It is no surprise that a decade marred by financial crisis, natural disasters and terrorism has greatly raised the profile of risk management. Most organizations are now coming to recognize the importance of the discipline and, perhaps more importantly for the industry's future, more and more college students are choosing to study risk management and insurance.
The field's workforce is old and getting older. With many risk and insurance professionals on course to reach retirement age over the next decade, who will be the chief risk officer of your company in 20, 30 or 40 years? Most likely, he or she will be a graduate of an accredited risk management and insurance program.
Collegiate RMI programs were not always so popular. In the May 1992 issue of Risk Management, we ran an article stating that "the discipline of risk management has been overlooked by the majority of institutions of higher learning." That may still be true to a certain extent, but colleges and universities throughout not only the United States, but the world, are embracing companies' universal need for graduates with a background in risk management and a desire to work in the field.
"In general, we are seeing more interest in insurance careers," said Diane Fowler, executive director for Professional Insurance Agents (PIA) of Connecticut, New Hampshire, New Jersey and New York. "[The jobs] are more or less recession-proof, and I think the industry is doing more to promote the programs that are out there."
As more high school- and college-aged students realize the potential of a career within risk management and insurance, RMI programs are becoming more popular, recently sprouting up in schools such as the University of Southern Maine, Saint Joseph's University in Philadelphia and the University of Houston.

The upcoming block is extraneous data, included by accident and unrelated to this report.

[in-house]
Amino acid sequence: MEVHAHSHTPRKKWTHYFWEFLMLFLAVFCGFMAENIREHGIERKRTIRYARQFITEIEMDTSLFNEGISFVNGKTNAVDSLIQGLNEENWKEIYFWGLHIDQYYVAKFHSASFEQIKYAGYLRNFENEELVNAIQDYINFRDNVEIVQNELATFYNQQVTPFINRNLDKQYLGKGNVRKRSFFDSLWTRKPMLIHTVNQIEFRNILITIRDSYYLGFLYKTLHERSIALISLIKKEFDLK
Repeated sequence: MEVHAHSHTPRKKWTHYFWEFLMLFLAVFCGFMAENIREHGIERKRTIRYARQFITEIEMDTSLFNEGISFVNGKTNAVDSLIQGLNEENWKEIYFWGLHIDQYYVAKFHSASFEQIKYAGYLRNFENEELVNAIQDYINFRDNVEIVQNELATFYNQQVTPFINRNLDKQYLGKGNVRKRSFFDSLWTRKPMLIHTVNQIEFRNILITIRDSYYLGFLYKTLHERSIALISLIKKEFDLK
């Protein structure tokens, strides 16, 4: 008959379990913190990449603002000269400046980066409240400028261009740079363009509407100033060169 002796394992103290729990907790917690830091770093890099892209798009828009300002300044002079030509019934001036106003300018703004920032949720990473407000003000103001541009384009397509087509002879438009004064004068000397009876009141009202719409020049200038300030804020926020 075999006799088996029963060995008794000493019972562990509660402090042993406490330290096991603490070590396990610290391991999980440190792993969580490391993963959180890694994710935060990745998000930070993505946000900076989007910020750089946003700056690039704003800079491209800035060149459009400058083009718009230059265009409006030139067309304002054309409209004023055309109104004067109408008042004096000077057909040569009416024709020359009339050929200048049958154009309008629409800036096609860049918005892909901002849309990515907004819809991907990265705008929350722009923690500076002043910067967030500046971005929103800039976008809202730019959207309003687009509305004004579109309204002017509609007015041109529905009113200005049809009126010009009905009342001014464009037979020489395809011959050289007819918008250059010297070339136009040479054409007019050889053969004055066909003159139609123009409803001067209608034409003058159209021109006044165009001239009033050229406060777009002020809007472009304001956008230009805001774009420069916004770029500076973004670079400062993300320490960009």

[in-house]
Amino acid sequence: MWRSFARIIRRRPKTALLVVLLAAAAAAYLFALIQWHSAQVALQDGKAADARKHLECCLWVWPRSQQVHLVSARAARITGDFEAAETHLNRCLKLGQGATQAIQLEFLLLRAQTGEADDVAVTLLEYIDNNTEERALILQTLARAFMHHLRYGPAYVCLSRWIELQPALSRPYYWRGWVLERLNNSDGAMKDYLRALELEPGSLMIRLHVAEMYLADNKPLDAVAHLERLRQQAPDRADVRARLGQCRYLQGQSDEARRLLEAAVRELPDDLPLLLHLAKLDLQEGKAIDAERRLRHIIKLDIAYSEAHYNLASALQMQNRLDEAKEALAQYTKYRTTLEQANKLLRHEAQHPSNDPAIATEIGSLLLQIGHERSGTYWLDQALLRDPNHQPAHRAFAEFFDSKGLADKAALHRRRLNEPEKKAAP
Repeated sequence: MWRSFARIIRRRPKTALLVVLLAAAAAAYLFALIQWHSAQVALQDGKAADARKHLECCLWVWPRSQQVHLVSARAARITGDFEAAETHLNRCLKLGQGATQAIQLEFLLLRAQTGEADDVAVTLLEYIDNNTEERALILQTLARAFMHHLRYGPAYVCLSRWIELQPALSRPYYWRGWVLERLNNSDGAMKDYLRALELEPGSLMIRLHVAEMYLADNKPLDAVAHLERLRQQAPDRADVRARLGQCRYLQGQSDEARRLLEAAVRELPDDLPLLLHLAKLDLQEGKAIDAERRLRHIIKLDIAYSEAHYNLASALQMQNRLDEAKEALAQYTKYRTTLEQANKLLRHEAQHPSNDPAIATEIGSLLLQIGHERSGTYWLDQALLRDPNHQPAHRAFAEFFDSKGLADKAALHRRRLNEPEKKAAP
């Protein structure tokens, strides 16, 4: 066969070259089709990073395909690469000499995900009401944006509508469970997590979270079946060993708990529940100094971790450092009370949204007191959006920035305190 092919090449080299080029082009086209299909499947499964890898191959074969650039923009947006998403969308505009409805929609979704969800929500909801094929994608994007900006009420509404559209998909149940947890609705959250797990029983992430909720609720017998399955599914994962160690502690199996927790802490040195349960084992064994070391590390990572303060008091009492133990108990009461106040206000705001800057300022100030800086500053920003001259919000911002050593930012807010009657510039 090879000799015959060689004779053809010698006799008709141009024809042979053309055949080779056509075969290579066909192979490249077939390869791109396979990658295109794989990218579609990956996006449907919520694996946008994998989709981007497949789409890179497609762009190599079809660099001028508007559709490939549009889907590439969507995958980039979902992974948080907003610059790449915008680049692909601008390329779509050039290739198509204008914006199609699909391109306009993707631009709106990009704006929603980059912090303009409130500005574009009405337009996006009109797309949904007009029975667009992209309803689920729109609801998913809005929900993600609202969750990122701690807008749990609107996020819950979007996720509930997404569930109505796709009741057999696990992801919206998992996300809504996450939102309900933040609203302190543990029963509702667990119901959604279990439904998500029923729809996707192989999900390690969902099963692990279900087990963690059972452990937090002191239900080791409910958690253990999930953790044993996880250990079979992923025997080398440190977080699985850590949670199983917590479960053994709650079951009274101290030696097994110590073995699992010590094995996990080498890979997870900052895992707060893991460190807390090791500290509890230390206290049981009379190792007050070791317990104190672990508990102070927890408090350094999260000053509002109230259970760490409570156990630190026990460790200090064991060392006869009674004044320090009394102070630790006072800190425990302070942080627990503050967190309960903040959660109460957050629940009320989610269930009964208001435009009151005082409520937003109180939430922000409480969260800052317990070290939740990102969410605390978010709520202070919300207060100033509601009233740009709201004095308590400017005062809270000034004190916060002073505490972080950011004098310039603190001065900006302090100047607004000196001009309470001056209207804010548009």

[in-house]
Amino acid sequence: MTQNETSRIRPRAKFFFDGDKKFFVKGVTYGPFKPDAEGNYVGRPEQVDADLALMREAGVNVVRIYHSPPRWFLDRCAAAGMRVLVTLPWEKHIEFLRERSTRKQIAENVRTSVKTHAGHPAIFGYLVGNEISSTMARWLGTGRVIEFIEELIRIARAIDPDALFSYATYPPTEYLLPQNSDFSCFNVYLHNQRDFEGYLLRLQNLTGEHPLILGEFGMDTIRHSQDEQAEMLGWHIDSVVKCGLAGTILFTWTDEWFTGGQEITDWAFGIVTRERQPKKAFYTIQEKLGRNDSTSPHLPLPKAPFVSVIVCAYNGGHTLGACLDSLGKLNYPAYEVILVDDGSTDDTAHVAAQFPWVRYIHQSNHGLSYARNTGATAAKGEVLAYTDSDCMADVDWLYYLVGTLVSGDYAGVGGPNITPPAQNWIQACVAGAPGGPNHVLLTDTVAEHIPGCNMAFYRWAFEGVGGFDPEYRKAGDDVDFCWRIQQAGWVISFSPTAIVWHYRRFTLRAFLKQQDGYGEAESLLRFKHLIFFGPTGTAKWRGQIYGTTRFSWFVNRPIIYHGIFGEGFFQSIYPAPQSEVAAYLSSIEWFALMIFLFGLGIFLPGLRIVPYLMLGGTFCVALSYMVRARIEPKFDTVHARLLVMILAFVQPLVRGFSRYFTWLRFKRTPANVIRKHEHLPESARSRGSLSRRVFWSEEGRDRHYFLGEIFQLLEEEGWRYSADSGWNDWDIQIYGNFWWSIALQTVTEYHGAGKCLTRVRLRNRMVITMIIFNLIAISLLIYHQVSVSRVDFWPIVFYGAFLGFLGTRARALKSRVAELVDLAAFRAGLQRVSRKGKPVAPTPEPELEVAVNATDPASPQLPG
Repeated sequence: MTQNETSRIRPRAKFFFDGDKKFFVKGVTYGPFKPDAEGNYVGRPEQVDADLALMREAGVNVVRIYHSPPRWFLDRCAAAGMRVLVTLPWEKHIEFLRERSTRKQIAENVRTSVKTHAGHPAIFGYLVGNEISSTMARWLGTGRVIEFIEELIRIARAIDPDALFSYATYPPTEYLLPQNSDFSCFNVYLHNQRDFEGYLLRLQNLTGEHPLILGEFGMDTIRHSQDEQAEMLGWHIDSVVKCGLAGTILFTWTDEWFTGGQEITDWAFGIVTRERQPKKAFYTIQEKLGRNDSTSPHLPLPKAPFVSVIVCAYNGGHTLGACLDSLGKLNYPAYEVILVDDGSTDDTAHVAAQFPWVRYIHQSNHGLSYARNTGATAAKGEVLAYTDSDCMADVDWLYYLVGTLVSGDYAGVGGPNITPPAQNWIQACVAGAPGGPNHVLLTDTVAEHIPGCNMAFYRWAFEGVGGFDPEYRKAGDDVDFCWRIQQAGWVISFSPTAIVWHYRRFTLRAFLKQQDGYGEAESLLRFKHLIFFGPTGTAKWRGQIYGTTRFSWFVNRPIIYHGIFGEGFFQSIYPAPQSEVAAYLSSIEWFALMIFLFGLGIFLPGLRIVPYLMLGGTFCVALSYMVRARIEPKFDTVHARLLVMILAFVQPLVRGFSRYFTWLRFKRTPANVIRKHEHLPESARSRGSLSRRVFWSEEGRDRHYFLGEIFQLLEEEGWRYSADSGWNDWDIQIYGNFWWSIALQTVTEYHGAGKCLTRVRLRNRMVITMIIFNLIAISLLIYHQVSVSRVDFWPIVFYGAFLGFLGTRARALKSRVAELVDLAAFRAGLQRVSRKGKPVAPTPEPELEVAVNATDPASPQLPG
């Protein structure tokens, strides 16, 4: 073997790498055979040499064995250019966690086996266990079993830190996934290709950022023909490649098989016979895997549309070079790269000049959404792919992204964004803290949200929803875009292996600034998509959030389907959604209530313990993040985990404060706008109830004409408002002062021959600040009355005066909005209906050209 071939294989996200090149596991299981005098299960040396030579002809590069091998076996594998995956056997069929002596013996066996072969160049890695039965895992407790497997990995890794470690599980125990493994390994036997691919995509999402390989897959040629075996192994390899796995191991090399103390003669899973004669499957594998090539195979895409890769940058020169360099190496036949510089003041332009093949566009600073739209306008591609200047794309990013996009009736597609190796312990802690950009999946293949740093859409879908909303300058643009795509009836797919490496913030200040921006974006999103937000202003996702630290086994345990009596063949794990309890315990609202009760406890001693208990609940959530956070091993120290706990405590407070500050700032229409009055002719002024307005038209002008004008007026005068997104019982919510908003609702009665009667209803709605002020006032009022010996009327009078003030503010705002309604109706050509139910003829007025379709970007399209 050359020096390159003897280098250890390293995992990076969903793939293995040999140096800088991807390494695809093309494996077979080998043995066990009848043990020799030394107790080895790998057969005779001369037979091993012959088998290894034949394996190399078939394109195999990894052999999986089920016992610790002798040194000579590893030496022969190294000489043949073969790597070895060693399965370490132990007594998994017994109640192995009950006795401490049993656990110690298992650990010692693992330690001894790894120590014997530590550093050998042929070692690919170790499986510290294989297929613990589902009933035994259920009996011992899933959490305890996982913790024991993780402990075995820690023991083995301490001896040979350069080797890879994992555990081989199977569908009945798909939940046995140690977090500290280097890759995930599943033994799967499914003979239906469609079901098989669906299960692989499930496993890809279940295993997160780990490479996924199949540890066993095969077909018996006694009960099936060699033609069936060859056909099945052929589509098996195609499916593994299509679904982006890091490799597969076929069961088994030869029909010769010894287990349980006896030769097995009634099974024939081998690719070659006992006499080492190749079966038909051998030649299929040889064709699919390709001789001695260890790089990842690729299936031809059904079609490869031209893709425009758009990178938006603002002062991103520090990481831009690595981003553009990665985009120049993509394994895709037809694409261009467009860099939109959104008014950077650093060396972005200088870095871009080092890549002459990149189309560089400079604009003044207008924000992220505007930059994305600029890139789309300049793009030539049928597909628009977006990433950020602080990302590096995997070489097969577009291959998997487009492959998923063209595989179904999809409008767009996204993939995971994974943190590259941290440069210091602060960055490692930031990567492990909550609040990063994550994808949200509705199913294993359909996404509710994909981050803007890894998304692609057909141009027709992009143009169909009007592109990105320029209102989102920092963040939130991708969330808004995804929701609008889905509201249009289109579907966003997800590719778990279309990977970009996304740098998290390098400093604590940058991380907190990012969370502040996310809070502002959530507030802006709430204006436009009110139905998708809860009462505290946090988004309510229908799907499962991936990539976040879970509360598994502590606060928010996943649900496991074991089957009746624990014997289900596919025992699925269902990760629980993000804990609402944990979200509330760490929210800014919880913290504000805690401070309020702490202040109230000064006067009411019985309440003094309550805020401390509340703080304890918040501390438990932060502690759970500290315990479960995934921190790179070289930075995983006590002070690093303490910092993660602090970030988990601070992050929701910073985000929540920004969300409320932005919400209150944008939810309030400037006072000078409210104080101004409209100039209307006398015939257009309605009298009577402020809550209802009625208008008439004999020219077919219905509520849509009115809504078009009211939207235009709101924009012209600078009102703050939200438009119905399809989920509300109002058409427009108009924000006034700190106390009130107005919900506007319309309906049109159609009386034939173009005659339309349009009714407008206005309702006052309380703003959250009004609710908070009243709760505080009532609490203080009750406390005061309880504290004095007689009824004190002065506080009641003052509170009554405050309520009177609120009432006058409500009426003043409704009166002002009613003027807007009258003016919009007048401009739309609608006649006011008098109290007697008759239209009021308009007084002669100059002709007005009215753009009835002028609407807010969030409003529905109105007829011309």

Some notable associations have also taken extra steps to encourage and nurture the youngest breed of future insurance professionals. New Jersey Young Insurance Professionals (NJYIP) has launched an outreach program called Project Y. The initiative consists of a website and marketing materials to encourage young high school- and college-aged individuals to consider careers in insurance. This is just one example of the many new programs, most of which are supported by local companies in need of a solid workforce.
I think corn antes are recognizing that they need to build protection into their own businesses," said Fowler. "As for insurance, I think the industry overall is going through a transition and is ripe for having well-educated people." All signs point to a definite need for people with RMI degrees.
The 10 schools profiled in our review this year are those institutions with the most RMI graduates in the 2008/2009 school year (excluding summer term).
1. University of Georgia
Terry College of Business
Degrees offered: BA, MBA, Ph.D.
RMI degree first offered: 1965
Graduates from undergrad program in 2008/2009: 112
UGA's Terry College of Business ranks number one because of its sheer size: 112 students graduated in 2008/2009 with a bachelor's degree from the RMI program while 1,497 students were enrolled in the program's risk management and insurance courses. The undergraduate program, which was ranked second in the nation by U.S. News & World Report in 2008, places great emphasis on real-world experience by encouraging students to participate in internships. More than 60 local companies have benefited so far. "Terry students are in such demand that the RMI department can require that internships be paid," said Rob Hoyt, head of the insurance, legal studies and real estate department and a professor of corporate risk management and enterprise risk management. For undergraduates, a heavy emphasis is placed on applied projects, such as conducting insurance audits on actual small businesses in the Athens area. …